10 The tsetse fly demonstrates the latter situation in which only areas suitable to the insect hold the threat of sleeping sickness of animals.
11 B. Hardeweg. 2000. A guide to economic evaluation of desert locust management projects. University of Hannover (manuscript.)
12 IFPRI. 1999. Livestock to 2020: the next food revolution. IFPRI Discussion Paper No. 28. Washington, DC.
13 Op. cit., note 9.
14 IFPRI. 1998. Pest management and food production. IFPRI Discussion Paper No. 25. Washington, DC.
15 Op. cit., note 11.
16 Op. cit., note 8.
17 M. Belhaj. 2000. The environmental economics of desert locust: the cases of Morocco and Sudan (unpublished resumé). See www.handels.gu.sc/econ/EEU/rbelhaj.htm.
19 Op. cit., note 11.
20 D.E. Wright. 1986. Economic assessment of actual and potential damage to crops caused by the 1984 locust plague in southeastern Australia. Journal of Environmental Management, 23: 293-308.
21 D. Rose, C. Dewhurst and W. Page. 1997. The African armyworm handbook. Nairobi, Desert Locust Control Organization.
22 Op. cit., note 8.
23 C.E. Miller, L. Chang, V. Beal, R. McDowell, K. Ortman and T. LaCovey. 1992. Risk assessment: Mediterranean fruit fly. Washington, DC, APHIS, USDA; A. Joomaye, J. Knight and W. Routhier. 1999. Evaluation of the peach fruit fly problem in Egypt, with recommendations for its control and eradication, including a limited cost-benefit analysis. Report on a mission to Egypt, 11-24 June 1999. Project code: C3-INT/0/069 13 01. Vienna, IAEA; and J.M. Stonehouse, J.D. Mumford and G. Mustafa. 1998. Economic loss to tephritid flies (Diptera: Tephritidae) in Pakistan. Crop Protection, 17(2): 159-164.
24 Joomaye, Knight and Routhier, ibid.
25 Stonehouse, Mumford and Mustafa, op. cit., note 23.
26 USDA. 1995. Economic feasibility of eradicating the carambola fruit fly from South America. Washington, DC.
27 Op. cit., note 14.
28 The Economist. 2000 (23 December).
29 D. Pimentel, L. Lach, and R. Zúñiga and D. Morrison. 1999. Environmental and economic costs associated with non-indigenous species in the United States. Ithaca, New York, USA, Cornell University.
30 Op. cit., note 28.
31 Op. cit. (p.11), note 9.
32 E.N. Tambi, O.W. Maina, A.W. Mukhebi and T.F. Randolph. 1999. Economic impact assessment of rinderpest control in Africa. Revue scientifique et technique Off. int. épiz., 18(2): 458-477.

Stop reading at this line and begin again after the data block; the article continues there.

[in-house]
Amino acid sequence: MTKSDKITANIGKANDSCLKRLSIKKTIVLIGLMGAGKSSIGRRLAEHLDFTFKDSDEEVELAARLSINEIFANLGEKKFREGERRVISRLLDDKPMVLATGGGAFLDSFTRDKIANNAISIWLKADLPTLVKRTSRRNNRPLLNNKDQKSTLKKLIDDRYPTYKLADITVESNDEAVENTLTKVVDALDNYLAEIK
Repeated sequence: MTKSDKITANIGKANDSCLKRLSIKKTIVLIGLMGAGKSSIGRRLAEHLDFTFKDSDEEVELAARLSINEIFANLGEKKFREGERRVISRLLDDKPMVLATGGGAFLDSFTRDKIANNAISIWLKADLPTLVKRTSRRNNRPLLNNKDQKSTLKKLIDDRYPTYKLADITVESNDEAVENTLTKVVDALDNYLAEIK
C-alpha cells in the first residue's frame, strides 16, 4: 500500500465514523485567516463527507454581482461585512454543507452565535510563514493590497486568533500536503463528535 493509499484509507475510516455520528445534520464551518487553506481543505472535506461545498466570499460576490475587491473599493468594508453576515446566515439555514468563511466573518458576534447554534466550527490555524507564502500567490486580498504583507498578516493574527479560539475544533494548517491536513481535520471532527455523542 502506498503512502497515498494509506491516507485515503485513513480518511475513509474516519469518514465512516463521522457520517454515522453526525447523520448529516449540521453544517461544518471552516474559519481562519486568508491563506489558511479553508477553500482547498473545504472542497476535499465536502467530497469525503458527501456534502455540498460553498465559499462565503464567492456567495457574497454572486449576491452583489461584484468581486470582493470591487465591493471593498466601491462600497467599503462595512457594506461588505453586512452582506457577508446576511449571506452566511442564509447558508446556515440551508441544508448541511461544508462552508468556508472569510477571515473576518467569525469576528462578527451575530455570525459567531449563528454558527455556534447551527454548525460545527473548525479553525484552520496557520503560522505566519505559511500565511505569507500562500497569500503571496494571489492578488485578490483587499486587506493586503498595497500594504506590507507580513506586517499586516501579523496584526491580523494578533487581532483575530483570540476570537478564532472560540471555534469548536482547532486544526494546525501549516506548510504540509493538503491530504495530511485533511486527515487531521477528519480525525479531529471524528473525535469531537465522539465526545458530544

33 If, for example, a pig population remains stable at an annual offtake rate of 50 percent, over a two-year period a population of 100 pigs will produce 100 pigs for consumption. If 50 pigs die from classical swine fever, in order to re-establish the original population size of 100 pigs, only 12.5 pigs can be slaughtered for consumption at the end of two years, which results in a net difference in production of 87.5 pigs.
34 FAO. 1997. Consultancy report on cost-benefit of different vaccination strategies for the control of classical swine fever. By M.J. Otte. Rome.
35 P.R. Ellis and S.N. Putt. 1981. The epidemiological and economic implications of foot-and-mouth disease vaccination programme in Kenya. Consultancy Report to the Government of Kenya.
36 J. Leslie, J. Barozzi and M.J. Otte. 1977. The economic implications of a change in FMD policy: a case study in Uruguay. In Proceedings of the 8th International Symposium on Epidemiology and Economics, Paris, 8-11 July 1997. Published as a special issue of Épidémiologie et santé animale, 31-32.
37 Op. cit., note 9.
39 R.F. Townsend and H.K. Sigwele. 1998. Socio-economic cost-benefit analysis of action and alternatives for the control of contagious bovine pleuropneumonia in Ngamiland, Botswana. Final Report. London, DFID.
40 Op. cit., note 9.
42 R. Repetto and S.S. Baliga. 1996. Pesticides and the immune system: the public health risk. Washington, DC, WRI.
43 Op. cit., note 17.
44 M. Fafchamps. 1999. Rural poverty, risk, and development.Centre for the Study of African Economies, Oxford University. Report submitted to FAO.
45 T. Reardon in FAO. 1998. The State of Food and Agriculture 1998, Part 3. Rural non-farm income in developing countries. Rome.
46 WTO. 1998. Annual report, Chapter four, Globalization and Trade. Geneva.
47 L. Glowka and C. de Klemm. 1999. International instruments, processes, organisations and non-indigenous species introductions: Is a protocol to the Convention on Biological Diversity necessary? In O.T. Sandlund, P.J. Schei and Å. Viken, eds. Invasive species and biodiversity management. London, Kluwer Academic.
48 For example, J.D. Mumford, M. Temple, M.M. Quinlan, P. Gladders, J. Blood-Smyth, S. Mourato, Z. Makuch and J. Crabb. 2000. Economic evaluation of MAFF's Plant Health Programme (2 vols). London, Report to the Ministry of Agriculture, Fisheries and Food.